Since the ability to turn idle equipment into cash is a crucial part of the thesis for Emeco, it is reassuring that the CEO indicated on the latest conference call that he thought that the company would be able to sell between A$90 and A$100 million of equipment in the second half of FY 2014 if required. This would require the same kind of speed in liquidations as in the first two months of the second half of FY 2014, and with a number of sizable deals already lined up, that sounds plausible.
Shortly after the publication of the interim results, the company also announced its intention to refinance its debt by offering US$360 million in senior secured notes and by establishing an A$75 million revolving credit facility. The debt offering isn't completed yet, but Emeco has already received a B+/B1 credit rating, so I doubt that this will be problematic. It will probably need to start paying more than its current 4.5% interest rate, but presumably this debt will give management more breathing room to right size the rental fleet. Its current average debt maturity is 4 years, so the only reason to refinance is to get less restrictive covenants.
If we take adjusted net current asset value as a proxy for liquidation value, Emeco is worth A$0.31/share when we discount the book value of the equipment by 30%, and it's worth A$0.43/share if we use a 20% discount. This would imply an upside between 34% and 89% in a liquidation scenario. I see the 20% discount as the base-case scenario.
Since liquidation value is one of the most pessimistic valuation approaches possible, the intrinsic value of Emeco is most likely higher. The equipment is worth more if the company can successfully rent it out: a quick glance at the historical results show that this business can be a cash printing machine. With almost 50% of its fleet idle right now, the other 50% is generating solid cash flows. After a tough first half of 2014, the company is expecting that things will improve in the second half of the fiscal year. In the first half, Emeco generated A$33.1 million of EBITDA while the guidance for the full year is between A$82 million and A$94 million. That means that EBITDA could almost double in the second half of the year.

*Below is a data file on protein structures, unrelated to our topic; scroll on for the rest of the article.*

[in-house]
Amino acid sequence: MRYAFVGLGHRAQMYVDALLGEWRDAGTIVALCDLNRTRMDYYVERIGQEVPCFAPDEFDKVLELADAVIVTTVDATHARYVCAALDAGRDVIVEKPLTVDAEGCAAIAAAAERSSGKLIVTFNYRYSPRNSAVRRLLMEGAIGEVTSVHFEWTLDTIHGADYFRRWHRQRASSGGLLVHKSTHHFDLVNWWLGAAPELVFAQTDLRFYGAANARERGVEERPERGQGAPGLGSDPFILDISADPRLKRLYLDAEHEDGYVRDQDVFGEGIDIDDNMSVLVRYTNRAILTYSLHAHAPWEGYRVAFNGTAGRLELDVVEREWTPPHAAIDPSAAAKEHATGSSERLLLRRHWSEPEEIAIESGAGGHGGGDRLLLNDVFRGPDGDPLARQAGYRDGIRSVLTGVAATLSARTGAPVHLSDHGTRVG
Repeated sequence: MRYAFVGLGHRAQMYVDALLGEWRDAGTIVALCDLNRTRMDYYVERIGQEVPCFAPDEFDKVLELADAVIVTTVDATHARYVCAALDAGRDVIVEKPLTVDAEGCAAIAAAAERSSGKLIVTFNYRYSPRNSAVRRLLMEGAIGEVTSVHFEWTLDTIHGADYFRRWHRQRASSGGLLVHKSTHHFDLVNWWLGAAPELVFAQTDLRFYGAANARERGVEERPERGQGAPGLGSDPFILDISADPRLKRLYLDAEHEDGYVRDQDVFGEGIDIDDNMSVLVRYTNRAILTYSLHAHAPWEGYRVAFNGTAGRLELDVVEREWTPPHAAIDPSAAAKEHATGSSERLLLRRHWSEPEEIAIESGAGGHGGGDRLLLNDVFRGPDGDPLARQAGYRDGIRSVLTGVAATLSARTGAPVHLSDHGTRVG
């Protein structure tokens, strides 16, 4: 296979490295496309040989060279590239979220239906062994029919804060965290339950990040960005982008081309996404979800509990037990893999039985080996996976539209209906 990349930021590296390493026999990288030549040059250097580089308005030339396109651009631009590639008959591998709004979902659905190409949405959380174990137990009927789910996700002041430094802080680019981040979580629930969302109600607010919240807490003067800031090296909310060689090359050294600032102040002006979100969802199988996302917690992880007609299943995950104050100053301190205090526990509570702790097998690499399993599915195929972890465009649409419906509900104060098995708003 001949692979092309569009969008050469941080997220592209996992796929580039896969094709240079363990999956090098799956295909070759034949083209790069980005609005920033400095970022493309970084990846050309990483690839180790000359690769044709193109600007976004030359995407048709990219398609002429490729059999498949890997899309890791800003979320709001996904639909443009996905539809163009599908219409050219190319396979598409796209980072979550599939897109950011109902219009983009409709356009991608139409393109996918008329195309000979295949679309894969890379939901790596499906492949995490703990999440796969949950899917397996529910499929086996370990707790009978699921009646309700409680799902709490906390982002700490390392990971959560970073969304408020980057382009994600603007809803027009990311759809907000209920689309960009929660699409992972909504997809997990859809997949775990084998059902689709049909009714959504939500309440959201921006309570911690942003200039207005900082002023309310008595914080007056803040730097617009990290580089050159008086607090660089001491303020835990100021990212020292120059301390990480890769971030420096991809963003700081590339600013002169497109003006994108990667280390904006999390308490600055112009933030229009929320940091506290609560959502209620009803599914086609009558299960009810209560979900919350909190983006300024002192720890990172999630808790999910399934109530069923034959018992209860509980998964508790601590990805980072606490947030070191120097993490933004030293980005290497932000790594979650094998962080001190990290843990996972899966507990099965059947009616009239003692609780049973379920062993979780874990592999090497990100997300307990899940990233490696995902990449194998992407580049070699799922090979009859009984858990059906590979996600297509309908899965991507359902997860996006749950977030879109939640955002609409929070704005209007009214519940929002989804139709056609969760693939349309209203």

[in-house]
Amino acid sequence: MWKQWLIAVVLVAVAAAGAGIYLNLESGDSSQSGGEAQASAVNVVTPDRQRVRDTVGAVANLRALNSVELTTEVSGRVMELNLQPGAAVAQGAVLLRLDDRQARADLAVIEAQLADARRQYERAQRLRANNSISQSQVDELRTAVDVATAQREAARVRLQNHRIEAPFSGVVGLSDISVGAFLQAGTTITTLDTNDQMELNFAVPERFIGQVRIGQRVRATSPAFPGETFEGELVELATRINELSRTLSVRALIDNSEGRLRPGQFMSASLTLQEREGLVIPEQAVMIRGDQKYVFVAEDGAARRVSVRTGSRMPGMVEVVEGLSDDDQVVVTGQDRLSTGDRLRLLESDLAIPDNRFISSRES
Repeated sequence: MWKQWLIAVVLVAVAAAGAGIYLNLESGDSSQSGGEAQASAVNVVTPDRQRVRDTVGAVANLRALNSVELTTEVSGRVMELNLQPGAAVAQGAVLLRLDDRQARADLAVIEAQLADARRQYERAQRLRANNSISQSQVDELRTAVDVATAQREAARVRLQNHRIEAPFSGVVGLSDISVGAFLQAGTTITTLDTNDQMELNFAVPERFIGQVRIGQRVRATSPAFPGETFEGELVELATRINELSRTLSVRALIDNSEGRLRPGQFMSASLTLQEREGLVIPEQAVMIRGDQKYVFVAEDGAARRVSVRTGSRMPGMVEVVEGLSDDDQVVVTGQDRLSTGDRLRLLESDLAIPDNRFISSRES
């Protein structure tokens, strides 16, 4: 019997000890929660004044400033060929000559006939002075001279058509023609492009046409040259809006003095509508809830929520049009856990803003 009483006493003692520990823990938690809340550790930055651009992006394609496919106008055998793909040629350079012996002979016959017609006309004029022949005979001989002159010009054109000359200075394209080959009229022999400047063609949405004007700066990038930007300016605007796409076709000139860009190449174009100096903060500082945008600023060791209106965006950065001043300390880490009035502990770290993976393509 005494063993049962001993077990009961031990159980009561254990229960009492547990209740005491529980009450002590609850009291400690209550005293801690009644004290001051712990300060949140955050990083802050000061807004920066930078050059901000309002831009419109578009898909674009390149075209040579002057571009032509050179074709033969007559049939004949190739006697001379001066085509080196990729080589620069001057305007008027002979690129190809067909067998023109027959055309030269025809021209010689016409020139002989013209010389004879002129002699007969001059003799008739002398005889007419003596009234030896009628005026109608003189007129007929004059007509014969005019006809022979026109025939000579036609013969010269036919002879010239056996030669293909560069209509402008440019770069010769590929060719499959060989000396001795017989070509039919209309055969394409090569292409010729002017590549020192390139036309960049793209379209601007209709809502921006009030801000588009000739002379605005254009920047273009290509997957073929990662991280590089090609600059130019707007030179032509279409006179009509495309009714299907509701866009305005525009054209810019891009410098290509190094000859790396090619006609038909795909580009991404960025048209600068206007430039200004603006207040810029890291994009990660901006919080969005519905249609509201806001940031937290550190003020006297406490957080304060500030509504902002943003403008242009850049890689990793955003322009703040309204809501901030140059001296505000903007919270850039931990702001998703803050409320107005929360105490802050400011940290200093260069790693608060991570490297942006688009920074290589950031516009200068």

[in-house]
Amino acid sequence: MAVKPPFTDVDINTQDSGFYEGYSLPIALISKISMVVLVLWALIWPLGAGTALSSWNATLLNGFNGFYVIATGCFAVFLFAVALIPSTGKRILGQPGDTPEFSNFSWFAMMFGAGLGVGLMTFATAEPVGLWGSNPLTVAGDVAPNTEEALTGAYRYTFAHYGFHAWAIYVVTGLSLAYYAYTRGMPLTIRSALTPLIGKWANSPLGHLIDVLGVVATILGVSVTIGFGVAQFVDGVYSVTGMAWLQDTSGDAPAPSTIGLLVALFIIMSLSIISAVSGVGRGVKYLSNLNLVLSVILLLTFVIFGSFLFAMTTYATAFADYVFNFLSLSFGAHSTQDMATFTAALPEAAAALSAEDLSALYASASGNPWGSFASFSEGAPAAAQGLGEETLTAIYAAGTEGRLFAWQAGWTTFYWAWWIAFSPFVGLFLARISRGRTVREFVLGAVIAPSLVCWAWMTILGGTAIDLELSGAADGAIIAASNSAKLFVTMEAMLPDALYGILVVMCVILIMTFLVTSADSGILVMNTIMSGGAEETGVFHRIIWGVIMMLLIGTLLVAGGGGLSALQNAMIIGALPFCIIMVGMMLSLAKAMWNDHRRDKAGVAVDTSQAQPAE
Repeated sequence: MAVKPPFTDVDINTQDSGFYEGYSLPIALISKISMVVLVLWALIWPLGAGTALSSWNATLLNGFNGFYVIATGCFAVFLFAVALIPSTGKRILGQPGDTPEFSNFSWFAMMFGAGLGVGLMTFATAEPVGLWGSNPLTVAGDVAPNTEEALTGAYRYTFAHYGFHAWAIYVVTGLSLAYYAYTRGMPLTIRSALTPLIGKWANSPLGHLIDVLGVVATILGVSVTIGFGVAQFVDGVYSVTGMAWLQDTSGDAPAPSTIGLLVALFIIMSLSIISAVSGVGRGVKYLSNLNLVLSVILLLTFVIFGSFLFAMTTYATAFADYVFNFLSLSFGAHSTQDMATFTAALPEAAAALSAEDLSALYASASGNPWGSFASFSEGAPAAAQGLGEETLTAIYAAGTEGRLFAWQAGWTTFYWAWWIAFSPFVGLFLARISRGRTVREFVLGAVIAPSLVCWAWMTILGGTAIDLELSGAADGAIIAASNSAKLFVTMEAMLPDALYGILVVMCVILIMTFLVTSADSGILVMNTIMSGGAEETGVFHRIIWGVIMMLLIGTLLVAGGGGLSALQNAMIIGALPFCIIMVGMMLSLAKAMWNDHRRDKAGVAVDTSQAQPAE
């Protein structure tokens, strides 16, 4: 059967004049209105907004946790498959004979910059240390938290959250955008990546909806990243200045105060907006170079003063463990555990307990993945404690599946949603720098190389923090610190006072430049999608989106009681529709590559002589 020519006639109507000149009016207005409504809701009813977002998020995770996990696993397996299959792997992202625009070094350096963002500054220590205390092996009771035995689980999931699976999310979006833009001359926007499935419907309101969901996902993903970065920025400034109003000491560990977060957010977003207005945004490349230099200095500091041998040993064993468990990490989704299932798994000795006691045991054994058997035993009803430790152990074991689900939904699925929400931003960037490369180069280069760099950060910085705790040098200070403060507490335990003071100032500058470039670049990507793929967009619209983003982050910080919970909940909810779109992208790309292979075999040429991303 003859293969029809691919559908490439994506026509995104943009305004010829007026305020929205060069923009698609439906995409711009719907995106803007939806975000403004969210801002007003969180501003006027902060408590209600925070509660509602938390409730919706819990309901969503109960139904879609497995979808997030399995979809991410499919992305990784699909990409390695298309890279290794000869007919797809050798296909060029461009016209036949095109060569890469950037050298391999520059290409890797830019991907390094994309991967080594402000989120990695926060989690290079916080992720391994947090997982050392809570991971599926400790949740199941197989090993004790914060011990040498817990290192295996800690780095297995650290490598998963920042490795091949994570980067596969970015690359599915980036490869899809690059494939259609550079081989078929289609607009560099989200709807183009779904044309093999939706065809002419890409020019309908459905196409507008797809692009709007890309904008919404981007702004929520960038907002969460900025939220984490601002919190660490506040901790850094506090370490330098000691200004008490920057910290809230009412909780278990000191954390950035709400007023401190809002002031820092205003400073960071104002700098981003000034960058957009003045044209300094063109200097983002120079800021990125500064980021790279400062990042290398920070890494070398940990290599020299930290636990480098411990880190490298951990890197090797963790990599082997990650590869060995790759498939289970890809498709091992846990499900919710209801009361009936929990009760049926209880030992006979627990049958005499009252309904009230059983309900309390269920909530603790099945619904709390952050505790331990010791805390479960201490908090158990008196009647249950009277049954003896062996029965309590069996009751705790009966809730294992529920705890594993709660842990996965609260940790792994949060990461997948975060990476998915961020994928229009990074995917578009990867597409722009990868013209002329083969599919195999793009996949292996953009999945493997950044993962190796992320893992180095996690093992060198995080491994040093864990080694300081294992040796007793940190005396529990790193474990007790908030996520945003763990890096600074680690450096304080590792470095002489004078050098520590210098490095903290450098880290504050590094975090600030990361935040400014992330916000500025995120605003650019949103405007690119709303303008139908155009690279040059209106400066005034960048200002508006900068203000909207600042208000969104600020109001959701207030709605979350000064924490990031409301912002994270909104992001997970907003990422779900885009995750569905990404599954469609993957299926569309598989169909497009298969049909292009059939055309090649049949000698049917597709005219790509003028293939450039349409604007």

The following slide, showing how much free cash flow after maintenance capex Emeco has been able to generate historically, should give some idea about the potential of the business:
Emeco looks ugly: a highly cyclical company at the bottom of the cycle with a lot of financial leverage thrown in to make things even worse. But because its idle equipment can be sold without impacting the remainder of the business, Emeco is in a good position to deleverage and wait for better times, or simply shrink the rental fleet to match the new reality. If the cycle turns, there could be a lot of upside, but if things stay as they are, the upside could also be big. The company could simply shrink and still be worth a lot more than the market is giving it credit for, and thanks to the upcoming debt refinancing, Emeco should have some breathing room if things don't exactly go as planned.
Disclosure: I am long EOHDF. I wrote this article myself, and it expresses my own opinions. I am not receiving compensation for it (other than from Seeking Alpha). I have no business relationship with any company whose stock is mentioned in this article.
Additional disclosure: I'm long Emeco Holdings through EHL.AX